Lars Gustafsson is an author with the rare ability to distill insightful philosophical explorations from stories of everyday life. In Tale of a Dog, he weaves a riveting hodgepodge tapestry of good and evil as seen through the eyes of an Austin bankruptcy judge. The stories of Austin personalities ring true to those familiar with the quirkiness of the Austin scene, where everyone is a student of something. Gustafsson, typically, steps into the shoes of the outsider, the pretender. He is a Texan who doesn't like Tex-Mex; a Judge who cannot decide; a member of the social elite who prefers the company of his road-hard hairdresser. The fun is in Gustafsson's ability to show us the world from the outside and turn the small things large. The meat is in Gustafsson's ability to draw us to his characters' world of profound moral ambiguity. This is a very good book.
Was this review helpful to you? Yes No Sending feedback...
Thank you for your feedback. If this review is inappropriate, please let us know.
Sorry, we failed to record your vote. Please try again.
By A Customer on Sept. 4 1999
Format: Paperback
It is bad enough for a Swede to portray a culture (Texas) that he does not understand. However, to have this book translated into British, not American, makes the portrayal all the more bizarre. I've enjoyed Gustaffson before in German translation, and on safe, European, subjects. He jes duss'nt unnerstan' Texiz.
Was this review helpful to you? Yes No Sending feedback...
Thank you for your feedback. If this review is inappropriate, please let us know.
Sorry, we failed to record your vote. Please try again.

Most Helpful Customer Reviews on Amazon.com (beta)

Amazon.com: 4 reviews
2 of 2 people found the following review helpful
Gustafsson Succeeds Again Oct. 29 1999
By A Customer - Published on Amazon.com
Format: Paperback
Lars Gustafsson is an author with the rare ability to distill insightful philosophical explorations from stories of everyday life. In Tale of a Dog, he weaves a riveting hodgepodge tapestry of good and evil as seen through the eyes of an Austin bankruptcy judge. The stories of Austin personalities ring true to those familiar with the quirkiness of the Austin scene, where everyone is a student of something. Gustafsson, typically, steps into the shoes of the outsider, the pretender. He is a Texan who doesn't like Tex-Mex; a Judge who cannot decide; a member of the social elite who prefers the company of his road-hard hairdresser. The fun is in Gustafsson's ability to show us the world from the outside and turn the small things large. The meat is in Gustafsson's ability to draw us to his characters' world of profound moral ambiguity. This is a very good book.
Near Miss Dec 30 2008
By JMack - Published on Amazon.com
Format: Paperback
In the early chapters of this book, the plot and the direction of the book seemed to suggest that Gustafsson was on the cusp of a great novel. Then, something weird happened. Gustafsson forgot to tell the story and went on an existential tangent to seek the meaning of life. While the plot was not completely lost, it certainly lacked any sense of resolution.

Bankruptcy Judge Erwin Caldwell is shocked to learn of the mysterious death of a respected university professor. In seems the morals taught by the professor were hypocritical in view of his Nazi sympathies early in his life. Accompanied by the annoying genius Douglas Melvin Smith, a lonely bookstore owner, a nihilistic daughter, and a morally superior grandson, Caldwell searches for answers to questions he can not answer. Yet somehow, it all seems to keep coming back to the dog and the dustbin. The dog is the moral pin that seems to be holding Caldwell's entire universe together.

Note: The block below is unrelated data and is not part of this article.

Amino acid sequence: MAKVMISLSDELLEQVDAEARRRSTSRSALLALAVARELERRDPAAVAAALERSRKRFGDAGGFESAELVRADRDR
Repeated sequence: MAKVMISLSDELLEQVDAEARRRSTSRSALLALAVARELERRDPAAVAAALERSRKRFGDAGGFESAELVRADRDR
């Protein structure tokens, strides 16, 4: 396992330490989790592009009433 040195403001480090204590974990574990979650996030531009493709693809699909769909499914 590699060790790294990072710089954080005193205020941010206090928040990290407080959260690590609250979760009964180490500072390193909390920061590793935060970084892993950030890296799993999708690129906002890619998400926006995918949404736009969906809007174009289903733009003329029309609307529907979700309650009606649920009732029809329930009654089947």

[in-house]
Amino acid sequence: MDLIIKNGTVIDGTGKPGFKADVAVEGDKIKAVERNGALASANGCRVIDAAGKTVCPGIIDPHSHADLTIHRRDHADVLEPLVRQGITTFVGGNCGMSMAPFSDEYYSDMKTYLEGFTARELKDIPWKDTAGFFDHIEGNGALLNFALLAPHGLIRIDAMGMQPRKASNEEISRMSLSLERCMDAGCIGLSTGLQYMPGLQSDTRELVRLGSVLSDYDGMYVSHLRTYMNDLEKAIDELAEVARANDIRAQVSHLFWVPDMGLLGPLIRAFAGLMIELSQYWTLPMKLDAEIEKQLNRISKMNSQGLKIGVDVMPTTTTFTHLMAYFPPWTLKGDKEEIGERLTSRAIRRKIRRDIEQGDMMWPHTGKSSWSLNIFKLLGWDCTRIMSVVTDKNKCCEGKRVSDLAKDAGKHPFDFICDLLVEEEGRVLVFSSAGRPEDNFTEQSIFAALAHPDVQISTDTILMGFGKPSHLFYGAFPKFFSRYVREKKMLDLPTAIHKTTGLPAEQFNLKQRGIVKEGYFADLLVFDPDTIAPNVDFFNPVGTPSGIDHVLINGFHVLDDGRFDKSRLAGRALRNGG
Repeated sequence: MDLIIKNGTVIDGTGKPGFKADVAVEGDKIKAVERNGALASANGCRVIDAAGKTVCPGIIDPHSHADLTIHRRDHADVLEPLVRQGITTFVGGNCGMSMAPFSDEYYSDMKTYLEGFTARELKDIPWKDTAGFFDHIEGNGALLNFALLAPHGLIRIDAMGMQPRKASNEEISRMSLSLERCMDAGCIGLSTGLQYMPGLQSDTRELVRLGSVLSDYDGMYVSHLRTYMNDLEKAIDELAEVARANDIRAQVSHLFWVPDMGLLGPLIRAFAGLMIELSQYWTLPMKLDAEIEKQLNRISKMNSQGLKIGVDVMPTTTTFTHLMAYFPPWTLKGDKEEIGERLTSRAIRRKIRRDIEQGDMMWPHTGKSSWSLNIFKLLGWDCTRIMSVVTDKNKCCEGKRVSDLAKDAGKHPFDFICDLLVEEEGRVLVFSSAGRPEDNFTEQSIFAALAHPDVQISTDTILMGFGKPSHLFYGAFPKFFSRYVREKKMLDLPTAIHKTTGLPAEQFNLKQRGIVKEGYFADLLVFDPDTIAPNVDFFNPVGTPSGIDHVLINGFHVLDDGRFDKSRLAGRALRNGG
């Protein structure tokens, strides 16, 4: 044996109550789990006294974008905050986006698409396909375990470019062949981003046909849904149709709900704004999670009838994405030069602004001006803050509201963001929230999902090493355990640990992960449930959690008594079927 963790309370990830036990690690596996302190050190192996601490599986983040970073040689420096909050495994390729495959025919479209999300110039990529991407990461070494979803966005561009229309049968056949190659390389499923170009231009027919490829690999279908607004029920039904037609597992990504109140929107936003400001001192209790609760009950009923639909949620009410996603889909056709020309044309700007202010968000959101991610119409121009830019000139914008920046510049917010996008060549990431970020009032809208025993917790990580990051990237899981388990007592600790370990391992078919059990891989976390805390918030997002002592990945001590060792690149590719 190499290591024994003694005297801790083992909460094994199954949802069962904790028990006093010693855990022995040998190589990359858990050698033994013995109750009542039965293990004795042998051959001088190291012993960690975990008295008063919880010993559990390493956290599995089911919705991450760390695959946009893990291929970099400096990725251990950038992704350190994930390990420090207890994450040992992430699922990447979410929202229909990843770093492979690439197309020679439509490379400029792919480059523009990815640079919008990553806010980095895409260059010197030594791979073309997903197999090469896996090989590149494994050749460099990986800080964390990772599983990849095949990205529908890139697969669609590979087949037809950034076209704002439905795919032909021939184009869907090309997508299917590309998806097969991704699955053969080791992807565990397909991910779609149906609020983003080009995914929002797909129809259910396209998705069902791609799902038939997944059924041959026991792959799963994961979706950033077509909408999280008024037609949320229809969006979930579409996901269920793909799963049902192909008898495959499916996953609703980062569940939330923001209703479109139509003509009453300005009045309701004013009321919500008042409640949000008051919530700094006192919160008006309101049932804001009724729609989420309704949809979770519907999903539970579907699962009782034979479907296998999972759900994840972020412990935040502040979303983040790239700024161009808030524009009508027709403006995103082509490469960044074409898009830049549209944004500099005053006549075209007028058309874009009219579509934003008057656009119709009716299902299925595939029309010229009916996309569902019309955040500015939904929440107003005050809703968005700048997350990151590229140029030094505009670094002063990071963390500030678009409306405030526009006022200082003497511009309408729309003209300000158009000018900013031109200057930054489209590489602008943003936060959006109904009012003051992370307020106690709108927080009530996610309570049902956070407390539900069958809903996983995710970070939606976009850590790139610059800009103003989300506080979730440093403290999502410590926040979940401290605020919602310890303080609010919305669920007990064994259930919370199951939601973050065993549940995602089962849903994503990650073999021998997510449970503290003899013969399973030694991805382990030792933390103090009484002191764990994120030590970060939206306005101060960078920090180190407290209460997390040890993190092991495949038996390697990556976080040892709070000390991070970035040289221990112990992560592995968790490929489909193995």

The English translation shows impecable word choice, though Gustafsson may not be responsible for this. Reading this book, I did feel that something must have been lost in the translation because the book feels incomplete.
1 of 2 people found the following review helpful
An interesting experiment Aug. 8 2000
By A Customer - Published on Amazon.com
Format: Paperback
I can't speak to the quality of the English translation, having only read the original. Gustafsson demonstrates his usual idiosyncratic reflection of reality in the setting of the book--some details are dead on, others are vague, still others are changed in ways that probably wouldn't matter to a European audience but are weird to annoying to one familiar with the city and time period in question. Reading about one's home town in Swedish is an enjoyably bizarre experience--I can't say I was as taken with the actual underlying story, which involves a lot of philosophizing about good, evil, and the existence of God which just does not feel particularly relevant. Part of the problem, from my perspective, may be that the book really contains only one major character, the narrator, and he is clearly keeping things from us. With a couple of college philosophy courses and a jug of red wine, you could probably discuss this book all night, but on the whole I think "Bernard Foy's Third Castling" is a better example of Gustafsson's current period.
1 of 8 people found the following review helpful
rubbish, severely flawed Sept. 4 1999
By A Customer - Published on Amazon.com
Format: Paperback
It is bad enough for a Swede to portray a culture (Texas) that he does not understand. However, to have this book translated into British, not American, makes the portrayal all the more bizarre. I've enjoyed Gustaffson before in German translation, and on safe, European, subjects. He jes duss'nt unnerstan' Texiz.

Look for similar items by category


Feedback